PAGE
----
Stillwater, West Coast

Stillwater is a town in the South Island of New Zealand east of Greymouth on the banks of the Grey River, at the confluence with the Arnold River, in the Grey District of the West Coast, next to Brunner. There is also Stillwater, Auckland in the North Island.

Coordinates: 42°26′17″S 171°21′12″E
CountryNew Zealand
RegionWest Coast
DistrictGrey District


The miners who died in the Brunner Mine Disaster on 26 March 1896 were buried in the cemetery at Stillwater. Thirty three men were buried in a mass grave.[1] Hundreds of people came by train from towns on the West Coast to attend the funerals.[2][3]

In 1906 the town's industry was centred on saw milling. It had a hotel, store, post and telegraph office and a school which opened in 1888.[4]

In 2015 the hotel was still in operation[5] but has since closed.[citation needed]


In November 2009 the saw mill at Stillwater was completely destroyed in a fire.[6] The 2009 West Coast Industry Review by Crown Forestry recommended reducing 'off-Coast' log sales and local processing of the West Coast's wood harvest; it identified Stillwater as the best location for a saw mill because of the ease and cost of cartage.[6] The mill's owners Southern Pine Products rebuilt the mill and took the opportunity to upgrade the plant with the latest technology. Production from the mill recommenced in late 2009.[6]

The mill installed New Zealand's first continuous wood drying kiln in 2010 in addition to its existing batch kiln. It was built by the New Zealand company Windsor Engineering.[7] The continuous drying kiln takes the timber into the kiln on an automated track where it is dried to the right moisture content using heating and heat recovery and forced cooling and conditioning phases.[7]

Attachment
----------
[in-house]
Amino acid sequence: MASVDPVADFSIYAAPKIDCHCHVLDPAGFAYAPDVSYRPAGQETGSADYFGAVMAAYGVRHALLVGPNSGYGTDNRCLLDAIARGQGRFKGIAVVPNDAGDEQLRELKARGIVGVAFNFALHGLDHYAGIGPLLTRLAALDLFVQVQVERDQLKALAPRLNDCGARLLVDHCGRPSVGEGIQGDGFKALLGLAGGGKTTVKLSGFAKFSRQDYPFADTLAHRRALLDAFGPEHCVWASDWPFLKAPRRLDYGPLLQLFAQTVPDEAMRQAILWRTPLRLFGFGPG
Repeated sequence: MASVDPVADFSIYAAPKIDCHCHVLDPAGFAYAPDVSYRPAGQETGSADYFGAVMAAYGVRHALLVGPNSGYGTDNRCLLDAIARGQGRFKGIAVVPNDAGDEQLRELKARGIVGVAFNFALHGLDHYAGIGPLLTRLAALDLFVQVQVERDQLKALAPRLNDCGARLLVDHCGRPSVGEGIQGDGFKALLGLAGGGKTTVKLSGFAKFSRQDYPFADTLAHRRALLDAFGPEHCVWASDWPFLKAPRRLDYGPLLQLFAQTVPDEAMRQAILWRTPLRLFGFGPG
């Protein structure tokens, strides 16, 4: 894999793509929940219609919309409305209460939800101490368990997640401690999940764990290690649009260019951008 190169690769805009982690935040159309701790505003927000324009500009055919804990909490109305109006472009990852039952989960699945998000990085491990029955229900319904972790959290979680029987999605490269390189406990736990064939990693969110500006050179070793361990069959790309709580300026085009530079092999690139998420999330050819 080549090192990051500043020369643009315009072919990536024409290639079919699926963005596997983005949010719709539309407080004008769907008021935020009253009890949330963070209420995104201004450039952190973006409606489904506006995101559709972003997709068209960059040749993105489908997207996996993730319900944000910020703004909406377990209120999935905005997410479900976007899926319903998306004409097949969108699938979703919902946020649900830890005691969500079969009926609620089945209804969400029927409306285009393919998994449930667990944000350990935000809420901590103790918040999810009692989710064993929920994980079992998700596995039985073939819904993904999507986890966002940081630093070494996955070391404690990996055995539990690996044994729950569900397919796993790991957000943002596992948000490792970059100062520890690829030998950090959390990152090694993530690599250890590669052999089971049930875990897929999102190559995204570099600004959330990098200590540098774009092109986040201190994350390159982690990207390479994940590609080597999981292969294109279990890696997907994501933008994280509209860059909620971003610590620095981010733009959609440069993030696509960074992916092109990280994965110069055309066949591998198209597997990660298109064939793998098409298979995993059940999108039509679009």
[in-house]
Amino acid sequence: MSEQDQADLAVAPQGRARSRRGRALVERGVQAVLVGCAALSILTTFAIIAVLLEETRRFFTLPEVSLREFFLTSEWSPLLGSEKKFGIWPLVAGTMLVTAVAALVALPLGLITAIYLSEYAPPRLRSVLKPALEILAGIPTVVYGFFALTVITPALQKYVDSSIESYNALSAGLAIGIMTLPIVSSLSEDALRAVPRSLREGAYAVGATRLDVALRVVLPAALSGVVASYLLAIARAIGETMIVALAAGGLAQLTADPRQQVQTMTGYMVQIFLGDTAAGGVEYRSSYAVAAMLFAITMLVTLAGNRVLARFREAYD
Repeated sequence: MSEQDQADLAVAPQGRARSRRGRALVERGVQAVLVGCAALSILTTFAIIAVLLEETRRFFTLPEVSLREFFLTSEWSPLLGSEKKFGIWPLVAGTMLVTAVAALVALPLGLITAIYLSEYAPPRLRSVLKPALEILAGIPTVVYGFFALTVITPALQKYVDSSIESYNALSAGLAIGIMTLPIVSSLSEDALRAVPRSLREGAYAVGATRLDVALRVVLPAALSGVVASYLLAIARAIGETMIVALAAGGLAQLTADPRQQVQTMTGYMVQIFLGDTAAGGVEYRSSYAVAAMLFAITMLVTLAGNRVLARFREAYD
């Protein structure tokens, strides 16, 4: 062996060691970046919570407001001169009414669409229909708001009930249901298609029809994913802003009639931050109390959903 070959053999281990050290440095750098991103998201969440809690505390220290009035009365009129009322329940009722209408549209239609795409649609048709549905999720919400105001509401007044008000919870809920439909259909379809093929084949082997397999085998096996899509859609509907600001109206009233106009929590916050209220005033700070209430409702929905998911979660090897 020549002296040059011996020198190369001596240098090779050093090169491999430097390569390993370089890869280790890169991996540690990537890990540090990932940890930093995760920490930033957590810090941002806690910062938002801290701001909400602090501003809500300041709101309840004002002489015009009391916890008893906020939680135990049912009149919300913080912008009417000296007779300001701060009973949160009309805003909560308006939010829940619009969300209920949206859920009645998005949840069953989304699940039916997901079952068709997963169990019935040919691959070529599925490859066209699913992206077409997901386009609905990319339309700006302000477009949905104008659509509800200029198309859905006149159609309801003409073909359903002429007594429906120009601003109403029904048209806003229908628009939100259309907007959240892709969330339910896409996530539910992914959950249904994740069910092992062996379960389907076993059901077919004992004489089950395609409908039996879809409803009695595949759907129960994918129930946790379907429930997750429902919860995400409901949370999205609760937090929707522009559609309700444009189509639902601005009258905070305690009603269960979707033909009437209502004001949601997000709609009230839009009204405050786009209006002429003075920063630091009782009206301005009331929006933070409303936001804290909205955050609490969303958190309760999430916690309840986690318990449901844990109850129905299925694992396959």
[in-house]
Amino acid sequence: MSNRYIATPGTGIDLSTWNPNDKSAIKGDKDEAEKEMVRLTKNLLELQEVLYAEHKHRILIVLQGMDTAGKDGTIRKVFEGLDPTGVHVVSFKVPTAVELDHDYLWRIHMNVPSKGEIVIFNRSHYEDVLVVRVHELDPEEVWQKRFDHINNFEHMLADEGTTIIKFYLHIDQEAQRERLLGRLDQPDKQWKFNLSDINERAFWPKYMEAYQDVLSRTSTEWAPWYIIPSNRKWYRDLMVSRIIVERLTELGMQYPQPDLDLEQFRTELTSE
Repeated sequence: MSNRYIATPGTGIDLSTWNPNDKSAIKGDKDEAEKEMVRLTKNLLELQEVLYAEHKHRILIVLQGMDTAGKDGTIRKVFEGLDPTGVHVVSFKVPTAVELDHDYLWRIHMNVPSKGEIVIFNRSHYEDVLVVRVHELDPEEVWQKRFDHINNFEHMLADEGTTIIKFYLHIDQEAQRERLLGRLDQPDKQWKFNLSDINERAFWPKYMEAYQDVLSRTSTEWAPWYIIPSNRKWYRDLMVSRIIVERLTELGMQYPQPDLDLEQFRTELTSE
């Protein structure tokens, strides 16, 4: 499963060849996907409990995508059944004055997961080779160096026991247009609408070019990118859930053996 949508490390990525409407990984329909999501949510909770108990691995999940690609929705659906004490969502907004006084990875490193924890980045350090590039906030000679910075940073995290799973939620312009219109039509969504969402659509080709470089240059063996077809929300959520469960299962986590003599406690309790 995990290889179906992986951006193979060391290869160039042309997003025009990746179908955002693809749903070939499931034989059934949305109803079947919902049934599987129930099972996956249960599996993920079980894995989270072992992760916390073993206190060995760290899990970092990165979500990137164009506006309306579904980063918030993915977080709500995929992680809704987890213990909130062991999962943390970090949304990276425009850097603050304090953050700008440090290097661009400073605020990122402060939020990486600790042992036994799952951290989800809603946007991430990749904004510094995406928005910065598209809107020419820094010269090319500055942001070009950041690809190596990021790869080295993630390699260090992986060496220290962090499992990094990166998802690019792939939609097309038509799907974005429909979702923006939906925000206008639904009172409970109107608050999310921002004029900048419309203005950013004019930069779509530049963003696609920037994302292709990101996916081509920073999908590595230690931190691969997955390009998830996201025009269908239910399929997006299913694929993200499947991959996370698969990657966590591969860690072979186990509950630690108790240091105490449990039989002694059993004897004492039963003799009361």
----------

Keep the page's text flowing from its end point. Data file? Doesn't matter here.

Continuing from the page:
In 2015 the mill employed 42 full-time staff.[6]

The mass burial of Brunner Mine disaster victims at the Stillwater cemetery.
The mass grave site in March 2021.


State Highway 7 passes through Stillwater, and it is a railway junction where the Stillwater - Westport Line meets the Midland Line. The Stillwater Junction Railway Station opened on 14 November 1887.[8] The railway bridge (Bridge 103) was designed by Charles Napier Bell, one of New Zealand's notable colonial civil engineers, and built by the New Zealand Midland Railway Company. It spans Stillwater Creek, west of the station. In 2008–2009 the bridge was rebuilt retaining its original design and heritage features.[9]

The TranzAlpine passenger express train which runs the length of the Midland Line from Christchurch to Greymouth passes through Stillwater, but does not stop. Previous passenger services did stop, e.g. a service to Westport run by RM class Vulcan railcars up to 1967. The station refreshment room closed at the same time.[10]


  1. "Mass grave at Stillwater". Retrieved 22 March 2021.
  2. "The Brunnerton Disaster". Timaru Herald. 30 March 1896. Retrieved 23 March 2021 via PapersPast.
  3. "The Brunner Mine Disaster". Oamaru Mail. 30 March 1896. Retrieved 23 March 2021 via PapersPast.
  4. "Stillwater". The Cyclopedia of New Zealand [Nelson, Marlborough & Westland Provincial Districts]. Christchurch: Cyclopedia Company Limited. 1906. p. 584 via NZETC.
  5. "Can the West Coast's country pubs stand strong in dark times?". Stuff. 18 September 2015. Retrieved 7 April 2021.
  6. Childerstone, Jim (March 2015). "'Phoenix' rises from the ashes". NZ Logger: 38–40.
  7. "First continuous kiln for New Zealand". NZ Logger: 16. October 2010.
  8. Scoble, Juliet (2012). Names & Opening & Closing Dates of Railway Stations in New Zealand, 1863 to 2012. Wellington: Scoble.
  9. Barry, Colin (August–September 2009). "Bridge 103 Midland Line". New Zealand Railway Observer. 296: 91–95.
  10. Churchman, Geoffrey B (1991). On the Trans-Alpine Trail: A Travel Guide to State Highway 73 and the Midland Railway. Johnsonville, Wellington: IPL Books. ISBN 0-908876-73-4.